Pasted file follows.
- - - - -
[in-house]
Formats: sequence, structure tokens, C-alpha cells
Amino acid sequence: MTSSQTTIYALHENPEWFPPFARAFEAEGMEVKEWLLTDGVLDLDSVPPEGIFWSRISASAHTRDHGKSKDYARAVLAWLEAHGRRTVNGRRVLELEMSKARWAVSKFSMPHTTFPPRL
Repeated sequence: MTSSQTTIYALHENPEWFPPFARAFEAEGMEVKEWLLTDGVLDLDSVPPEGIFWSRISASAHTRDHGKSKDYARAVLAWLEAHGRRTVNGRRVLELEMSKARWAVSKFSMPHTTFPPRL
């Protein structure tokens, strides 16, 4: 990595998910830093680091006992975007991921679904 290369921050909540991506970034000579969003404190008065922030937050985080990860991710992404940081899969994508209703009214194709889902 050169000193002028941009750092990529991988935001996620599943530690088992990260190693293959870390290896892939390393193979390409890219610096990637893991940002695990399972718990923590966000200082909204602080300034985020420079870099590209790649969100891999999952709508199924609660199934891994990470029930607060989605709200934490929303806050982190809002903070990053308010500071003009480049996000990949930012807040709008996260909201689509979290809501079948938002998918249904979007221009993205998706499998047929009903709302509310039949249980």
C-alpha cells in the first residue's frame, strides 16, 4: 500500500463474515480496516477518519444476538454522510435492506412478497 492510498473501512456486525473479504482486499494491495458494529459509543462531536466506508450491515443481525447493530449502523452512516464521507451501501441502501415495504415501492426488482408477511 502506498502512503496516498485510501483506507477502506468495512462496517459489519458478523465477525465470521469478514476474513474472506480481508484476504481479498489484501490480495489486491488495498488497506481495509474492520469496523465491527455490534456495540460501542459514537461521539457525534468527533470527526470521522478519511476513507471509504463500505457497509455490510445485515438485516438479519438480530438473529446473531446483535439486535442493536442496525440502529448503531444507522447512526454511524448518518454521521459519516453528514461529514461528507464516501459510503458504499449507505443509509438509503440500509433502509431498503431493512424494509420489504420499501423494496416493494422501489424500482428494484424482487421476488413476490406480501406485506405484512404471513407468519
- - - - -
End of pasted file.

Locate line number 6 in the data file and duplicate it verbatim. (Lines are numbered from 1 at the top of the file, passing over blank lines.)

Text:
C-alpha cells in the first residue's frame, strides 16, 4: 500500500463474515480496516477518519444476538454522510435492506412478497 492510498473501512456486525473479504482486499494491495458494529459509543462531536466506508450491515443481525447493530449502523452512516464521507451501501441502501415495504415501492426488482408477511 502506498502512503496516498485510501483506507477502506468495512462496517459489519458478523465477525465470521469478514476474513474472506480481508484476504481479498489484501490480495489486491488495498488497506481495509474492520469496523465491527455490534456495540460501542459514537461521539457525534468527533470527526470521522478519511476513507471509504463500505457497509455490510445485515438485516438479519438480530438473529446473531446483535439486535442493536442496525440502529448503531444507522447512526454511524448518518454521521459519516453528514461529514461528507464516501459510503458504499449507505443509509438509503440500509433502509431498503431493512424494509420489504420499501423494496416493494422501489424500482428494484424482487421476488413476490406480501406485506405484512404471513407468519